Dermis-isolated adult stem (DIAS) cells, abundantly available, are attractive for regenerative medicine. Strategies have been devised to isolate and to chondroinduce DIAS cells from various animals. This study aimed to characterize DIAS cells from human abdominal skin (human dermis-isolated adult stem [hDIAS] cells) and to compare and to refine various chondroinduction regimens to form functional neocartilage constructs. The stemness of hDIAS cells was verified (Phase I), three chondroinduction pretreatments were compared (Phase II), and, from these, one regimen was carried forward for refinement in Phase III for improving the mechanical properties of hDIAS cell-derived constructs. Multilineage differentiation and mesenchymal stem cell markers were observed. Among various chondroinduction pretreatments, the nodule formation pretreatment yielded constructs at least 72% larger in diameter, with higher glycosaminoglycan (GAG) content by 44%, compared with other pretreatments. Furthermore, it was found that culturing cells on nontissue culture-treated surfaces yielded constructs (1) on par with constructs derived from aggrecan-coated surfaces and (2) with superior mechanical properties than constructs derived from cells cultured on tissue culture-treated surfaces. After the nodule formation pretreatment, combined supplementation of TGF-β1, IGF-I, and fetal bovine serum significantly enhanced aggregate modulus and shear modulus by 75% and 69%, respectively, over the supplementation by TGF-β1 alone. In summary, human skin-derived DIAS cells are responsive to chondroinduction for forming neocartilage. Furthermore, the mechanical properties of the resultant human constructs can be improved by treatments shown to be efficacious in animal models. Advances made toward tissue-engineering cartilage using animal cells were shown to be applicable to hDIAS cells for cartilage repair and regeneration.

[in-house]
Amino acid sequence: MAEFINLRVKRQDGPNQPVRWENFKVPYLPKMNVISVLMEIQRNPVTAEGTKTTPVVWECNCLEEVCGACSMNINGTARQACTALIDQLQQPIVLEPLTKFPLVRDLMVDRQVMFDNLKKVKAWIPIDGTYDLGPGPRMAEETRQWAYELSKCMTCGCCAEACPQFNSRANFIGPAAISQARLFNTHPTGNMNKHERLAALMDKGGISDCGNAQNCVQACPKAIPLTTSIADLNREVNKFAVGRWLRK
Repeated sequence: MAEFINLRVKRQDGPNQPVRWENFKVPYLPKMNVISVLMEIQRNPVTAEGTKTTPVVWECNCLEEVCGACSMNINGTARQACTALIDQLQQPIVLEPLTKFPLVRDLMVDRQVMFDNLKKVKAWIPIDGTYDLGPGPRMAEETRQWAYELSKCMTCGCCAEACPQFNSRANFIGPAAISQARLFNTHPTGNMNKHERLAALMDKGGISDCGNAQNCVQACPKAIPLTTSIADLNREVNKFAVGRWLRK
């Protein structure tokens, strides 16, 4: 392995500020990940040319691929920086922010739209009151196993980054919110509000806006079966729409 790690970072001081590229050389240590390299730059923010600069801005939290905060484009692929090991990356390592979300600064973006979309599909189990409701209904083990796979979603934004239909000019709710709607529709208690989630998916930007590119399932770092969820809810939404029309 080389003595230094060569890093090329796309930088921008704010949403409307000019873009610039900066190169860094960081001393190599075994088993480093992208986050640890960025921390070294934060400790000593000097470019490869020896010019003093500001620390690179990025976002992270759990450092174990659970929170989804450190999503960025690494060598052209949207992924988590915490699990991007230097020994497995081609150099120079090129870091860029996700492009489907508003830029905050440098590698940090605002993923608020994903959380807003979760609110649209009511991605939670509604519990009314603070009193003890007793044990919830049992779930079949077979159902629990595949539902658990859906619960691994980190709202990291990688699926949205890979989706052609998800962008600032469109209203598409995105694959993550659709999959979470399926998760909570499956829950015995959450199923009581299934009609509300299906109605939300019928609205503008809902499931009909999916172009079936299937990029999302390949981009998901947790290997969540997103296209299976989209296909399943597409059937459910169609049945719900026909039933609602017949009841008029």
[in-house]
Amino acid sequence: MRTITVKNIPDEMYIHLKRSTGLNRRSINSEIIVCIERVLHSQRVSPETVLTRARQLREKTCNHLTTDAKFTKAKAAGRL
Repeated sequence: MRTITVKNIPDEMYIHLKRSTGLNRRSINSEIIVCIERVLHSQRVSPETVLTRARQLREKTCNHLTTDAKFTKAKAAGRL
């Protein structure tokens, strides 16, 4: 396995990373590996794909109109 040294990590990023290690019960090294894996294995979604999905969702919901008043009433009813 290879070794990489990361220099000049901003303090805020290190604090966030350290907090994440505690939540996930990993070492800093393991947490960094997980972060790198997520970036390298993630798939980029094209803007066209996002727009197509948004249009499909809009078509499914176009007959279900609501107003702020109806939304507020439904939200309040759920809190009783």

- cartilage tissue engineering
- dermal mesenchymal stem cells
- nodule formation
- substrate in cartilage engineering
ASJC Scopus subject areas
- Medicine (miscellaneous)
- Biomedical Engineering